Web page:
ROMULUS (WWJ) – Would two new Michigan casinos mean more money trouble for Detroit?
The Sault Ste. Marie Tribe of Chippewa Indians has filed applications to take land into trust in Lansing and Romulus to build new casinos — and one activist says, the results could be disastrous as the Motor City continues bankruptcy proceedings.READ MORE: Unemployment In Michigan: 30,816 New Jobless Claims Filed Last Week
James Nye, spokesman for the Saginaw Chippewa Indian Tribe, says arguably, Detroit casino revenue is the most important source of income for the city, which is already declining because of a new casino in Toledo.
Another one near Metro Airport, he said, could be crippling.
“This would have a substantial impact on Detroit casino revenue, which would in turn have a substantial impact on the financial health of the city,” said Nye. “And at this critical juncture, with the city restructuring, this is certainly bad news for the state of Michigan.”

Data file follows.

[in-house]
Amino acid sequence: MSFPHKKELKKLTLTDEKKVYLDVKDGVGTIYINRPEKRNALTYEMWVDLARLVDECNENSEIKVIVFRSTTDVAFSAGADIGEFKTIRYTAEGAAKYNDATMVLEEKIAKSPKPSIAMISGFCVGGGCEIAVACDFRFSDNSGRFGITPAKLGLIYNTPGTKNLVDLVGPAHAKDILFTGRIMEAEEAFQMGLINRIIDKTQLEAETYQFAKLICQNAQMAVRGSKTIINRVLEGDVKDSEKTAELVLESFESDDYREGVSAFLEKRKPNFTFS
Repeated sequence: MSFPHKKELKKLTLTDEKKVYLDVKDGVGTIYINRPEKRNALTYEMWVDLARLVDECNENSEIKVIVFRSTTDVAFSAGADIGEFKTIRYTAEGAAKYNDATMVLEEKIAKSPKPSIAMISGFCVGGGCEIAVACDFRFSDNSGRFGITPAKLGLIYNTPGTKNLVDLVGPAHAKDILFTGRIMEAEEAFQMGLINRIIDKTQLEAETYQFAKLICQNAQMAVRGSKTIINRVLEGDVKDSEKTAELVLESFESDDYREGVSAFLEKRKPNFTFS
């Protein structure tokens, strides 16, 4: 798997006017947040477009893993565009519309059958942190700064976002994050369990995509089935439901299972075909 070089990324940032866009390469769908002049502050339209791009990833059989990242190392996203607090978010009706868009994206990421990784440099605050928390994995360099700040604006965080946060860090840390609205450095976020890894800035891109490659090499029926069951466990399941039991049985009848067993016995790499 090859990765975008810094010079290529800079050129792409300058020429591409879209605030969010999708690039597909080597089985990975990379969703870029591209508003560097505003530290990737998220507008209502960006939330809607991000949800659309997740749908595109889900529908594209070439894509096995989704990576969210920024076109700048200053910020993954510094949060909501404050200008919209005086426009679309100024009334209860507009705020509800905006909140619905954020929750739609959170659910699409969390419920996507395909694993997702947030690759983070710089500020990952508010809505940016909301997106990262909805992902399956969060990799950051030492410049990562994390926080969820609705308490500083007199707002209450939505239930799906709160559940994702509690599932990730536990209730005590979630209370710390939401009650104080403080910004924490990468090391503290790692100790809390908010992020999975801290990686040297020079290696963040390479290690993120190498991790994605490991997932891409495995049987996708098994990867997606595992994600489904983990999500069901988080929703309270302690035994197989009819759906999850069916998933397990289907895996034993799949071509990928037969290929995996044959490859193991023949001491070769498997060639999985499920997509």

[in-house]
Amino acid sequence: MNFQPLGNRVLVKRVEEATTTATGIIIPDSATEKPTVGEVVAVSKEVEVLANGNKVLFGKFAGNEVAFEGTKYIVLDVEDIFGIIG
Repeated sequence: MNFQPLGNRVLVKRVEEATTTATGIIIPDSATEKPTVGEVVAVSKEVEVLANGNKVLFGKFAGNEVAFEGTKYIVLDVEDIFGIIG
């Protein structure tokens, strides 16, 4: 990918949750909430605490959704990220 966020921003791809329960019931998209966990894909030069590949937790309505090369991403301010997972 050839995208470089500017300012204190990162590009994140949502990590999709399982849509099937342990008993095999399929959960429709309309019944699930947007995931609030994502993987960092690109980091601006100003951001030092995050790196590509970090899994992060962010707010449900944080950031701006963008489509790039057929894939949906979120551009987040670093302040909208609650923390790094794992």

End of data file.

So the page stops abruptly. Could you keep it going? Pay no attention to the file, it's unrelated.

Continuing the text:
Nye says the Sault Tribe’s attempt to open new casinos is all about greed.READ MORE: If Kids Are Able To Get COVID Vaccine, Health Department May Re-Evaluate Michigan’s Re-Opening Plan
He said sometimes you can have too much of a good thing.
“There’s tribes that want casinos in Muskegon and in Port Huron and now Lansing and Romulus, and I don’t think the federal government or the state can say yes to only one or two and deny the others,” he said. “So this could create a real tidal wave of new casinos, if you will.”
Nye said that allowing the new Lansing and Romulus casinos would not be a good policy move for the state.
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